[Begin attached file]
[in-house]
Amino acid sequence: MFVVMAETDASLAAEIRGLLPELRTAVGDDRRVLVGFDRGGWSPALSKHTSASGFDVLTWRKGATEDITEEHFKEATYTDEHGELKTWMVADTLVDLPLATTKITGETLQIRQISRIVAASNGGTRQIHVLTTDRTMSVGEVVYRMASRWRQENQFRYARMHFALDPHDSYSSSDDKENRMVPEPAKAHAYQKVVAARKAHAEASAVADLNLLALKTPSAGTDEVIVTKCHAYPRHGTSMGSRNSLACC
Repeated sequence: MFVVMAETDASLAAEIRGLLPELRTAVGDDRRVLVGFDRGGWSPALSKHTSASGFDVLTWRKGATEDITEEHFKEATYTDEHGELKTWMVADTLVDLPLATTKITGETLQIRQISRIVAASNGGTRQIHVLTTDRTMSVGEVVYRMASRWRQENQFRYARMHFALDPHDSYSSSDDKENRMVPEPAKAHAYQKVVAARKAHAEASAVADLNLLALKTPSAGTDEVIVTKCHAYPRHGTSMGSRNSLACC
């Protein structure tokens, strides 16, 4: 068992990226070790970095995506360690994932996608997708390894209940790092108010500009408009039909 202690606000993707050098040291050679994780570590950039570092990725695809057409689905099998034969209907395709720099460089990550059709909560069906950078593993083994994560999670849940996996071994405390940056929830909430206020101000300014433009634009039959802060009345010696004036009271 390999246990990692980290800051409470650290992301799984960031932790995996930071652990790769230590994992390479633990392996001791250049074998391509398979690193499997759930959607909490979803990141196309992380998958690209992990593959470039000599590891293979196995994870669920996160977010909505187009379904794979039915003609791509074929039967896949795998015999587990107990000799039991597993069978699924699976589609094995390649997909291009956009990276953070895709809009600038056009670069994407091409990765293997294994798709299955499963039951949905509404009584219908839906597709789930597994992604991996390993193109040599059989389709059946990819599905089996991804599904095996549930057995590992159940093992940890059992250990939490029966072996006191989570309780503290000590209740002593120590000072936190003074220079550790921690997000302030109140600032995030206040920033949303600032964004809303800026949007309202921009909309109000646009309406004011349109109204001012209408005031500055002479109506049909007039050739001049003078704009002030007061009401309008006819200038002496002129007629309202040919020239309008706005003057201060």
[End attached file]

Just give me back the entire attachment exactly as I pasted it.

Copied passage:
[in-house]
Amino acid sequence: MFVVMAETDASLAAEIRGLLPELRTAVGDDRRVLVGFDRGGWSPALSKHTSASGFDVLTWRKGATEDITEEHFKEATYTDEHGELKTWMVADTLVDLPLATTKITGETLQIRQISRIVAASNGGTRQIHVLTTDRTMSVGEVVYRMASRWRQENQFRYARMHFALDPHDSYSSSDDKENRMVPEPAKAHAYQKVVAARKAHAEASAVADLNLLALKTPSAGTDEVIVTKCHAYPRHGTSMGSRNSLACC
Repeated sequence: MFVVMAETDASLAAEIRGLLPELRTAVGDDRRVLVGFDRGGWSPALSKHTSASGFDVLTWRKGATEDITEEHFKEATYTDEHGELKTWMVADTLVDLPLATTKITGETLQIRQISRIVAASNGGTRQIHVLTTDRTMSVGEVVYRMASRWRQENQFRYARMHFALDPHDSYSSSDDKENRMVPEPAKAHAYQKVVAARKAHAEASAVADLNLLALKTPSAGTDEVIVTKCHAYPRHGTSMGSRNSLACC
């Protein structure tokens, strides 16, 4: 068992990226070790970095995506360690994932996608997708390894209940790092108010500009408009039909 202690606000993707050098040291050679994780570590950039570092990725695809057409689905099998034969209907395709720099460089990550059709909560069906950078593993083994994560999670849940996996071994405390940056929830909430206020101000300014433009634009039959802060009345010696004036009271 390999246990990692980290800051409470650290992301799984960031932790995996930071652990790769230590994992390479633990392996001791250049074998391509398979690193499997759930959607909490979803990141196309992380998958690209992990593959470039000599590891293979196995994870669920996160977010909505187009379904794979039915003609791509074929039967896949795998015999587990107990000799039991597993069978699924699976589609094995390649997909291009956009990276953070895709809009600038056009670069994407091409990765293997294994798709299955499963039951949905509404009584219908839906597709789930597994992604991996390993193109040599059989389709059946990819599905089996991804599904095996549930057995590992159940093992940890059992250990939490029966072996006191989570309780503290000590209740002593120590000072936190003074220079550790921690997000302030109140600032995030206040920033949303600032964004809303800026949007309202921009909309109000646009309406004011349109109204001012209408005031500055002479109506049909007039050739001049003078704009002030007061009401309008006819200038002496002129007629309202040919020239309008706005003057201060």